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Abstract artist and theorist Charles Biederman began his career as a painter in Paris and New York in the 1930s. Although his biomorphic abstractions were praised by critics and included in important exhibits, Biederman rejected involvement with the art establishment and settled in rural Red Wing, Minnesota in 1942. Living and working in voluntary isolation from global art centers, he refined his Cubist and Constructivist-influenced works into three-dimensional wall works with a "machine aesthetic" of industrial materials and surfaces, wires, strings, primary colors and other modern means.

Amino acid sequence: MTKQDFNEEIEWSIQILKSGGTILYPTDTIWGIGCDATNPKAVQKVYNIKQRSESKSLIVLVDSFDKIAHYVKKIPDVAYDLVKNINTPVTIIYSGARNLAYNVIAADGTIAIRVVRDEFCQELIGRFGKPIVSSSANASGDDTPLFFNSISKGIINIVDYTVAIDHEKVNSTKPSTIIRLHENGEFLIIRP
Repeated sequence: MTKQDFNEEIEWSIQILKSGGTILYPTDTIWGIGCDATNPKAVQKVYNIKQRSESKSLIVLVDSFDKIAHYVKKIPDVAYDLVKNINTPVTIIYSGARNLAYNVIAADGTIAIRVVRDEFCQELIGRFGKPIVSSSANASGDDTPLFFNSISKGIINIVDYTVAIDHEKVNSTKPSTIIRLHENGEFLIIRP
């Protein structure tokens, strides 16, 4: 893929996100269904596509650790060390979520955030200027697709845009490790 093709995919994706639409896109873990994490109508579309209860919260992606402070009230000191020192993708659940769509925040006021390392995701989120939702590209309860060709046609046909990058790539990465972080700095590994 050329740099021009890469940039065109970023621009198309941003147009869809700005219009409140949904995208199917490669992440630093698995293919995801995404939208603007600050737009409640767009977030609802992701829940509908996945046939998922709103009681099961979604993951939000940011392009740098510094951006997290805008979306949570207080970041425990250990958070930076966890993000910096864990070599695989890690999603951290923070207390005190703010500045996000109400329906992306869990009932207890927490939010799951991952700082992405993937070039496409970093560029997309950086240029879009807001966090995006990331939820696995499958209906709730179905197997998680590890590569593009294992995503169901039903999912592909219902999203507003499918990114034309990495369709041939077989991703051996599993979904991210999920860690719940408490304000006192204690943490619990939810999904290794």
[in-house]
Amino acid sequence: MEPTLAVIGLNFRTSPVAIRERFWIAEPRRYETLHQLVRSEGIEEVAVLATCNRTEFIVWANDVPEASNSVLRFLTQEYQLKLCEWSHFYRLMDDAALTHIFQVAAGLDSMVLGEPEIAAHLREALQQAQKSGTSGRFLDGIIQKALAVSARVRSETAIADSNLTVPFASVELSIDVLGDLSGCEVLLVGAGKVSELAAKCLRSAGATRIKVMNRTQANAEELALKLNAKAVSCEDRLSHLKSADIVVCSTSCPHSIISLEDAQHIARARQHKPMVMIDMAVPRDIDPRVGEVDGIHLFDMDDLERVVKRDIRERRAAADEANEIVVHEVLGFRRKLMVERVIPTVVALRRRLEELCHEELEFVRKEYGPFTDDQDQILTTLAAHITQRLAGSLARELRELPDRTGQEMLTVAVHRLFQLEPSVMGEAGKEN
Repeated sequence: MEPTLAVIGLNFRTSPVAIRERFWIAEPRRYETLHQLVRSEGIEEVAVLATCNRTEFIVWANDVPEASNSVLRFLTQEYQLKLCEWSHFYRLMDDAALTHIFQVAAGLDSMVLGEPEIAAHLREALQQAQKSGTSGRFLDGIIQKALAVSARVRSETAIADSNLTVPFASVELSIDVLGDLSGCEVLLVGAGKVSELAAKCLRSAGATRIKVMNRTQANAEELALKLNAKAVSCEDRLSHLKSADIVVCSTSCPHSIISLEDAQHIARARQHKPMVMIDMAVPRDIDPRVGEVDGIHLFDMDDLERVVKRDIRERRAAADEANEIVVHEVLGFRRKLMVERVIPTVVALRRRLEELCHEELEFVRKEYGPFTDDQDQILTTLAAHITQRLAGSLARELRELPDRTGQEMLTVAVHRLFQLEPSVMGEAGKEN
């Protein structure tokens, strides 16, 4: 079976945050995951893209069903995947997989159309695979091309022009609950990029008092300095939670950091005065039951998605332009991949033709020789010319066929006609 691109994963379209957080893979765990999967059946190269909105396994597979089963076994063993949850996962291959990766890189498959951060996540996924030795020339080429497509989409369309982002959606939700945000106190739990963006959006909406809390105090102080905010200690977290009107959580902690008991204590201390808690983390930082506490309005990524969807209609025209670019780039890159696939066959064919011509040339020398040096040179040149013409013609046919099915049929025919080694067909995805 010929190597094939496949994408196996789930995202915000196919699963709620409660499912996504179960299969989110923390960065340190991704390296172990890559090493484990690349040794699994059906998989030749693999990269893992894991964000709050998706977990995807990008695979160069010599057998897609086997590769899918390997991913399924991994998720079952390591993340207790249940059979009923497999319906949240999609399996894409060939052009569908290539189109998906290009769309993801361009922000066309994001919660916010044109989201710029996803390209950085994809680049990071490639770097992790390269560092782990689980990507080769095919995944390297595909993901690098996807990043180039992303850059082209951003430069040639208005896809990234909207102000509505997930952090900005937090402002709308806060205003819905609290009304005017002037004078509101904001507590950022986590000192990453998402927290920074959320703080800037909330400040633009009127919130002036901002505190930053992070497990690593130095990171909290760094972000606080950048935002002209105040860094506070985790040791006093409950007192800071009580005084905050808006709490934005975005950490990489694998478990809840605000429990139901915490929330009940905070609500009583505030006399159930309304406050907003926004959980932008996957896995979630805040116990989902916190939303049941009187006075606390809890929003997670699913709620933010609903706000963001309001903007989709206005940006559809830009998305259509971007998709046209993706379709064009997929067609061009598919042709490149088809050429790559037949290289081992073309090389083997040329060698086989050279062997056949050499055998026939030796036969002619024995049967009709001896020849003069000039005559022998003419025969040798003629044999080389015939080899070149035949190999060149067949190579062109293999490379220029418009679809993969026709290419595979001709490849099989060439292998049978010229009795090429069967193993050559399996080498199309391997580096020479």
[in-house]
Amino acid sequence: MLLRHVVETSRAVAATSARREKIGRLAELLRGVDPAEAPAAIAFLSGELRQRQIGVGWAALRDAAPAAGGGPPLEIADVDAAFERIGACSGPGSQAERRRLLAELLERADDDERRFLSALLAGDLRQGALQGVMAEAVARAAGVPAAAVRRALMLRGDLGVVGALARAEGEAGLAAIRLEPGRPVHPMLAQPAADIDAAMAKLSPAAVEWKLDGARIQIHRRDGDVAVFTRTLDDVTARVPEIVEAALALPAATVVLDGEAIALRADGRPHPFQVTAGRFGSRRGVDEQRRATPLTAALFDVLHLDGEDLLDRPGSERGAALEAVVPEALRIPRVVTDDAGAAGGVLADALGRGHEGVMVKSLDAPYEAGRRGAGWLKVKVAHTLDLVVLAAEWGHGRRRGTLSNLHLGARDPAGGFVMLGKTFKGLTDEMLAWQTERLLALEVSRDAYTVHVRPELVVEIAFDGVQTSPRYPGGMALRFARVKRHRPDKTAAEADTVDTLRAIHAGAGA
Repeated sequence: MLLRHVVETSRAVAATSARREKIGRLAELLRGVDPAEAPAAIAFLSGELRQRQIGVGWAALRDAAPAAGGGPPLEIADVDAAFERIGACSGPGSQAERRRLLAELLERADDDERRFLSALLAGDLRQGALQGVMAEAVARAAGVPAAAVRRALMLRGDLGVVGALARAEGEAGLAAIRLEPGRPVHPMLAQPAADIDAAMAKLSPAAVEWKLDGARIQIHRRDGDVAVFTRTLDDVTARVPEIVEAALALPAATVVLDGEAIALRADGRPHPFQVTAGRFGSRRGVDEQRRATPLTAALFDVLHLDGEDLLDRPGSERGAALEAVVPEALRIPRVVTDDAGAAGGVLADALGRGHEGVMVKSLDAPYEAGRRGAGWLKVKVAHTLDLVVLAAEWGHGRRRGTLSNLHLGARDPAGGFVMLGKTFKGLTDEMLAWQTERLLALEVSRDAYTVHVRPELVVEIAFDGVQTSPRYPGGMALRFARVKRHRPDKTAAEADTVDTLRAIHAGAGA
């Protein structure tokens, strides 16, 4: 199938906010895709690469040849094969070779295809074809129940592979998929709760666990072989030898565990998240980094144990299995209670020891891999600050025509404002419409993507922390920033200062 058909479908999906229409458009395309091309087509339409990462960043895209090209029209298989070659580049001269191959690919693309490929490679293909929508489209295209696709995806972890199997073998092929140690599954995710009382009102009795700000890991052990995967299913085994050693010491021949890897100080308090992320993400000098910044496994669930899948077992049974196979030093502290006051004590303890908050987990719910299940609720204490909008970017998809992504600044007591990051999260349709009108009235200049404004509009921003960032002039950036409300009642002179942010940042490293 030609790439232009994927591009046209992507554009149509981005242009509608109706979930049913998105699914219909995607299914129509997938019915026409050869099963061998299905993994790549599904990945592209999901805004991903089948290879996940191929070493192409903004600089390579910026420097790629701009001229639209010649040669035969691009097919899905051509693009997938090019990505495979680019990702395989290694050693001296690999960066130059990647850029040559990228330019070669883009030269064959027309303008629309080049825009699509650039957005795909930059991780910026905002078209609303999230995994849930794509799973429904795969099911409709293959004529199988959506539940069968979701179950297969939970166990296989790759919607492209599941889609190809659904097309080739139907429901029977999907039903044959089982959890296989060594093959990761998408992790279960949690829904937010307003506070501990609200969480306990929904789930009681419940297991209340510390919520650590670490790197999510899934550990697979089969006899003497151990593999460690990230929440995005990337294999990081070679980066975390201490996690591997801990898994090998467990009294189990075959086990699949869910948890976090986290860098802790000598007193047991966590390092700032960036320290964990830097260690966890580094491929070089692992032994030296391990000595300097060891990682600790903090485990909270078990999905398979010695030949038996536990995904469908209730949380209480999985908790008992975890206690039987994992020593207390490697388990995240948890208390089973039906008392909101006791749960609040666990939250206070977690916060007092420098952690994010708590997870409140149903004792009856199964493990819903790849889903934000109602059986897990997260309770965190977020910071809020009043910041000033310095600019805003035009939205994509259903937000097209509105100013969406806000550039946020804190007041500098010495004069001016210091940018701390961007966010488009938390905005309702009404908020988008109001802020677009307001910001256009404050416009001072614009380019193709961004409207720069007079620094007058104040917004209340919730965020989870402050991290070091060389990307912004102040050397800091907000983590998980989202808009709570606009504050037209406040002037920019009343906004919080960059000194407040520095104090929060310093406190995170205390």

Biederman's signature works of later decades are painted aluminum reliefs, in which small rectangular elements project from a flat vertical surface at varying angles. Meticulously crafted, the multicolored pieces combine Mondrian-like composition with the little third dimension of low-relief sculpture.
Biederman wrote and self-published a number of densely philosophical treatises on art and nature, including "Art as the Evolution of Visual Knowledge" (1948), "The New Cezanne: From Monet to Mondriaan" (1958) and "Search for New Arts" (1979). An archive of Biederman's artworks and papers is at the Frederick R. Weisman Art Museum at the University of Minnesota, Minneapolis.